All Windows devices come with Microsoft Office installed as the “official” office suite. It is now considered a standard in the industry. Being such a complete product, Microsoft Office is a paid service. But what if you wanted a free alternative that didn’t lose the features that made Microsoft Office the standard? Free software lovers turned to OpenOffice, a completely free and open-source alternative. It soon became a favourite for millions around the world, but what is OpenOffice? Let’s dive into its history and some other interesting details.
Why is it free? What is the benefit of designing a quality office suite and distributing it without charging anything for it? The find the answer, we must understand the philosophy of free software.
Remember that whenever you’re downloading free software, it’s important to be aware of safe cybersecurity practices.
A Brief History of OpenOffice
In 1992, Star Division launched the first rudimentary version of OpenOffice. This first version was branded “Star Office,” the precursor to the OpenOffice we know today.
It wasn’t until 1996 that the first OpenOffice launched with support for Linux. It soon became an office suite available for a wider variety of operating systems than its Microsoft competitor.
In 2000, the ambitious open-source project grew even more with the creation of OpenOffice.org. This kickstarted a huge boom for OpenOffice. Within a few years, OpenOffice reached 20 million downloads, was available in 110 different languages, and was used on Windows, Mac, and Linux computers. Microsoft Office, once the undisputed king of the office suite, now had a serious competitor.
In 2009, the Oracle Corporation acquired Sun Microsystems, the main developer of OpenOffice, and rebranded the office suite as Oracle OpenOffice. The following year, unhappy with this new direction, some prominent members of the OpenOffice community launched their own office suite. This suite, Libre Office, sought to capture the original vision of OpenOffice. There have been attempts to end this rift in the community, but they have failed.
Now branded as Apache OpenOffice, the beloved open-source alternative to Microsoft Office, is a stalled project in danger of closing down and with an end in sight.
Open Office applications
Even though OpenOffice has slowed down in recent years, it still has plenty to offer its users. First, however, it is important to know what it is and what it has to offer. Last updated in May 2022, OpenOffice is still an active software and is still used by many people and companies around the world. Here are the applications available as part of the OpenOffice office suite:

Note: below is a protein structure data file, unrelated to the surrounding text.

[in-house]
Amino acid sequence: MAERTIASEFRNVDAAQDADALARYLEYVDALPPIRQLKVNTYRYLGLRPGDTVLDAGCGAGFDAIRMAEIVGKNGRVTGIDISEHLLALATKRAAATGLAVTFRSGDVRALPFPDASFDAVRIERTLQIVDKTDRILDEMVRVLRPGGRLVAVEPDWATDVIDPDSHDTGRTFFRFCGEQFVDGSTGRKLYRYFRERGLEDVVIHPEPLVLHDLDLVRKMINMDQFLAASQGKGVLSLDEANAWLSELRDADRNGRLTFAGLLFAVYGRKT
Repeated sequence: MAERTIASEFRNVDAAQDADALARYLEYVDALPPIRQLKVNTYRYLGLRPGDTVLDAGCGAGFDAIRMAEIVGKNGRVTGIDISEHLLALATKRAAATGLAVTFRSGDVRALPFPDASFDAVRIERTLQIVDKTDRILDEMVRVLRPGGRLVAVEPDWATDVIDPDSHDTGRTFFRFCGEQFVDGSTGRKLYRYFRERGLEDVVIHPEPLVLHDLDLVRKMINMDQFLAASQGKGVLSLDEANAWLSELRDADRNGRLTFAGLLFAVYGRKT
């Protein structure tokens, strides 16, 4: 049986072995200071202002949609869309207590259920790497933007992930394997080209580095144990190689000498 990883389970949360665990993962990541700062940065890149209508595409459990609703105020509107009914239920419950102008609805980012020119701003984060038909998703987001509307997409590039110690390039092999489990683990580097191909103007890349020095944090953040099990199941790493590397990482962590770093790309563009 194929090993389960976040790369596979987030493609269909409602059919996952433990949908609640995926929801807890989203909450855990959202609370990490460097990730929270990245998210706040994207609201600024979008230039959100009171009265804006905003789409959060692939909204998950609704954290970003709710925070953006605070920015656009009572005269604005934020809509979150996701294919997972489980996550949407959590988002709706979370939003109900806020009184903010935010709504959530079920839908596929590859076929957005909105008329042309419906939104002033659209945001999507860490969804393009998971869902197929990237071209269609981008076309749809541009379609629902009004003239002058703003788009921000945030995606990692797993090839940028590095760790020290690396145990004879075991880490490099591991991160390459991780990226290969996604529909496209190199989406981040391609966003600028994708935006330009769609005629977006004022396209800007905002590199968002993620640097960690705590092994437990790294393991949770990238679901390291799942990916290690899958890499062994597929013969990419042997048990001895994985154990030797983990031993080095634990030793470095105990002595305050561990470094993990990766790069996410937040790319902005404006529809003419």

Writer is OpenOffice’s word processor, its answer to Microsoft Word. Using Writer; you can open and save documents using many formats, including the .doc format, Microsoft Word’s official format. Writer has the capabilities to password protect documents, allow inserting images and OLE objects, support digital signatures, use symbols, formulas, calculation tables, charts, hyperlinks, bookmarks, forms, and more. It also has a powerful, easy-to-use HTML editor built in. Recent versions of OpenOffice Writer have improved the user interface and have solved many pre-existing compatibility problems with other file formats.
Calc is OpenOffice’s spreadsheet application, fully compatible with Microsoft’s Excel. Calc is a fully compatible OpenOffice spreadsheet application Excel from Microsoft. In some aspects, Calc is even superior to its Microsoft counterpart. Calc is less vulnerable to certain viruses and is able to perform functions Excel cannot, such as graphical representation of data series. Calc also boasts a much more sophisticated function wizard.
Equivalent to Microsoft’s PowerPoint, Impress is OpenOffice’s slideshow editing program. With Impress, users can create PDF files and export presentations to run on any computer that has Adobe Flash Player installed. However, a weak point of Impress is its comparatively small selection of design templates.
Base is OpenOffice’s answer to Microsoft Access, an information management program used to store and manage data for reporting, analysis, and reference. It is a useful tool that can be utilised to carry out functions like creating and modifying tables and forms from the HSQL database management system.
Similar to Microsoft Visio, Draw is OpenOffice’s vector graphics editor. It allows users to create anything from simple diagrams to complex 3D illustrations. Draw can import graphics from a variety of formats, including BMP, GIF, JPEG, and PNG.
Math allows users to create and edit all kinds of simple or complex mathematical formulas, similar to Microsoft Equation Edition. Math can export formulas to PDF format and also to other documents in OpenOffice applications, such as Writer.
Should you use OpenOffice?
Everyone has their own different tastes and preferences, but it’s hard to ignore the package available with OpenOffice. If you want to enjoy the benefits of a robust office suite like Microsoft Office for free, OpenOffice is a great option. It is a full-fledged office suite packed with capable programs with much to offer its users. However, it should be noted that most of OpenOffice’s applications are a bit outdated and, in some cases, may not function properly due to the lack of recent updates.